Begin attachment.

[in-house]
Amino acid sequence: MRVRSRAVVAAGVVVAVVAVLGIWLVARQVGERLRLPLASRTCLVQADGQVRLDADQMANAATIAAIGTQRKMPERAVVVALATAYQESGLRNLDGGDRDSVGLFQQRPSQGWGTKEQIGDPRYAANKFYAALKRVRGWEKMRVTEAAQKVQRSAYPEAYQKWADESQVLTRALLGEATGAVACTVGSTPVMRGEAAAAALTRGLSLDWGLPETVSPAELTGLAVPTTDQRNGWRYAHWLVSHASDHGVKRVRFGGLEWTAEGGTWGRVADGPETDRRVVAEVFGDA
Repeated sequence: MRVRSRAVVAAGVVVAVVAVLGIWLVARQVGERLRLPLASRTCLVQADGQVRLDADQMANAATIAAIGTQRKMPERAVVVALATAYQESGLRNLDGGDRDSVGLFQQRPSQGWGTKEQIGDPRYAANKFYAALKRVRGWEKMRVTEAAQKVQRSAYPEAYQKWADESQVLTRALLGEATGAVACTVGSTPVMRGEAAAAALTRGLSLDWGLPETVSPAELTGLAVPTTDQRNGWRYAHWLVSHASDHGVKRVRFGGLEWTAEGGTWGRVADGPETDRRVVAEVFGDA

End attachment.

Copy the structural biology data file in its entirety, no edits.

[in-house]
Amino acid sequence: MRVRSRAVVAAGVVVAVVAVLGIWLVARQVGERLRLPLASRTCLVQADGQVRLDADQMANAATIAAIGTQRKMPERAVVVALATAYQESGLRNLDGGDRDSVGLFQQRPSQGWGTKEQIGDPRYAANKFYAALKRVRGWEKMRVTEAAQKVQRSAYPEAYQKWADESQVLTRALLGEATGAVACTVGSTPVMRGEAAAAALTRGLSLDWGLPETVSPAELTGLAVPTTDQRNGWRYAHWLVSHASDHGVKRVRFGGLEWTAEGGTWGRVADGPETDRRVVAEVFGDA
Repeated sequence: MRVRSRAVVAAGVVVAVVAVLGIWLVARQVGERLRLPLASRTCLVQADGQVRLDADQMANAATIAAIGTQRKMPERAVVVALATAYQESGLRNLDGGDRDSVGLFQQRPSQGWGTKEQIGDPRYAANKFYAALKRVRGWEKMRVTEAAQKVQRSAYPEAYQKWADESQVLTRALLGEATGAVACTVGSTPVMRGEAAAAALTRGLSLDWGLPETVSPAELTGLAVPTTDQRNGWRYAHWLVSHASDHGVKRVRFGGLEWTAEGGTWGRVADGPETDRRVVAEVFGDA